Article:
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Published June 2009
Fairfield Intermediate School’s curriculum focus has been to couple introducing the key competencies with quality planning for an integrated curriculum.
A series of collaborative planning days have enabled our staff to explore each key competency. Working in teams, we read the curriculum statement for each competency then discussed and clarified the key learning. What is the big learning? What do we have to know and do to achieve this?
The learning criteria for each key competency is co-constructed with students then displayed in each classroom. It has been exciting, as teachers find that it is not until you explore the learning with the students that you gain a clear understanding of each key competency. One syndicate has explored what the key competency might look like at home.
I have never learned like this before. I used to learn in boxes. It is amazing how this learning is all connected. Did you do this on purpose?
Year seven student, 2007
After identifying the key learning in each key competency, the teachers brainstormed where learning areas clearly relate to this. They planned integrated units accordingly. Teachers found that planning and teaching an integrated unit which focussed on a key competency enabled the students to make strong connections across learning areas. The learning was revisited in a range of contexts.
A number of teaching teams have organised time to visit one another’s classrooms to see, share and discuss their work on the new curriculum.
We are learning to manage self...
What do I have to know and do to ...
Know my classmates?
It’s exciting. You can see there’s a buzz. The teachers are quite excited about it. This strategy enables those really inspired teachers an opportunity to share their excitement.
With appropriate teacher guidance and feedback, all students should develop strategies for self monitoring and collaborative evaluation of their performance in relation to suitable criteria. Self Assessments might involve students examining and discussing various kinds of evidence, making judgments about their progress and setting further goals.
The New Zealand Curriculum 2007 (Page 38)
By using formative assessment principles, identifying the key learning and criteria for each key competency, students have a clear understanding of the competency and what it involves or are developing this understanding.
Teachers are encouraging reflection, self and peer assessment to measure individual and collective progress against the criteria. Teachers are also giving specific feedback against the learning criteria. One team has used video to record and critique student achievement against the learning criteria and further learning is initiated and collective goals are set. Students are co-constructing criteria. Some teachers are also sorting and developing these learning criteria further.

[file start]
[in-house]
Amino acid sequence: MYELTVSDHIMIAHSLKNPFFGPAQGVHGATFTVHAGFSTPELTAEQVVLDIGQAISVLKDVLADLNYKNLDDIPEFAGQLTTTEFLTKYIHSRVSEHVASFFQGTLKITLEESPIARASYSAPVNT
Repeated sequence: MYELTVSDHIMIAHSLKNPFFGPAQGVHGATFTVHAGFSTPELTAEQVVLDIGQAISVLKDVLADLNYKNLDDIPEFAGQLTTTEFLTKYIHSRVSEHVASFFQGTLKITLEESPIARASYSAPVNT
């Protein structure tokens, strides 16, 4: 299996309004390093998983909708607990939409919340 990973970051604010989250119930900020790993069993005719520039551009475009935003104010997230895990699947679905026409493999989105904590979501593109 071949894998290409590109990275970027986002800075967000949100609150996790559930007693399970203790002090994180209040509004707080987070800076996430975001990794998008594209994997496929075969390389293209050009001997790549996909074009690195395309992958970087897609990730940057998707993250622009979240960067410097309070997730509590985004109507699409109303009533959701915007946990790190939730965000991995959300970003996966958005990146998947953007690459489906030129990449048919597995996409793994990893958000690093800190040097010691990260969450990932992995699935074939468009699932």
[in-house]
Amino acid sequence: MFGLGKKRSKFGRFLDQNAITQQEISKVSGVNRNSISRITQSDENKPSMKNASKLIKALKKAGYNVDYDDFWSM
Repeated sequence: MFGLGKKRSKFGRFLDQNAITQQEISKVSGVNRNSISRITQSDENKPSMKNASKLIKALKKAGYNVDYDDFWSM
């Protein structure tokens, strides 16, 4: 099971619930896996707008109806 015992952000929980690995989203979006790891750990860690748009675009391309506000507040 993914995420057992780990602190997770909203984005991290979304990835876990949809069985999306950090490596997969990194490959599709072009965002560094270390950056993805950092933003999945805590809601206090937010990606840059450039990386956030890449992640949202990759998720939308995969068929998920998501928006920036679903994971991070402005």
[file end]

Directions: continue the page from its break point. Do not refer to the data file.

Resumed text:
A number of teachers have introduced the key competencies to students through guided reading. This has enabled rich opportunities for discussion and dialogue.
We are sharing a number of aspects of the curriculum with our students. They are intrigued that we don’t just pluck these ideas from thin air. I took a lesson with a group of kids working on 'relating to others'.
Their learning criteria weren’t very clear, so we selected an excerpt from The Fastest Indian where Bert Munro is negotiating to get to race. After we had viewed the clip the students 'think pair shared', and came up with the effective strategies Bert Munro used to get what he wanted. All of a sudden the criteria seemed real for the kids.
As teachers engaged in the planning process, they realised that sometimes units are selected because of key events in the school calendar and tradition, rather than an exploration of the question: 'What do my students need to learn?' This will impact directly on our decisions about the FIS curriculum. Is our Curriculum a needs based curriculum? What might that curriculum look like?
Students need to be able to integrate new learning with what they already understand. When teachers deliberately build on what their students know, they maximise the use of learning time, anticipate students’ learning needs and avoid unnecessary duplication of content. Teachers can help students to make connections across learning areas as well as make connections to home practices and to the wider world.
NZC, Draft for Consultation, 2006. Effective Pedagogy (Page 24)
Thus, we have decided to focus on developing an integrated curriculum. We have chosen to explore each of the key competencies, one per term. This is so we can explore each key competency deeply and think about what the learning might look like in practice. One syndicate is building on the learning criteria from term to term to highlight and make connections between the key competencies.
We have focused on using a key competency as the big learning for a unit. We have developed criteria in each of the learning areas or across learning areas. For example: We are learning to investigate (the key competency) thinking. This includes science, statistics, procedure and report writing, and hypothesising and answering questions in reading.
As a staff we have worked extensively on vision, values and 21st century learners. We have used a model developed by Julia Atkin to explore our values and beliefs about learning. These are currently being developed into our charter statement. Once we are clear about what our students need to learn and what the curriculum enables us to teach we may need to revisit our vision and values. We have treated the launch of the new curriculum as an opportunity to explore outside the traditional parameters and routines of intermediate teaching.
At our most recent staff planning day we explored the connection between values and the key competencies.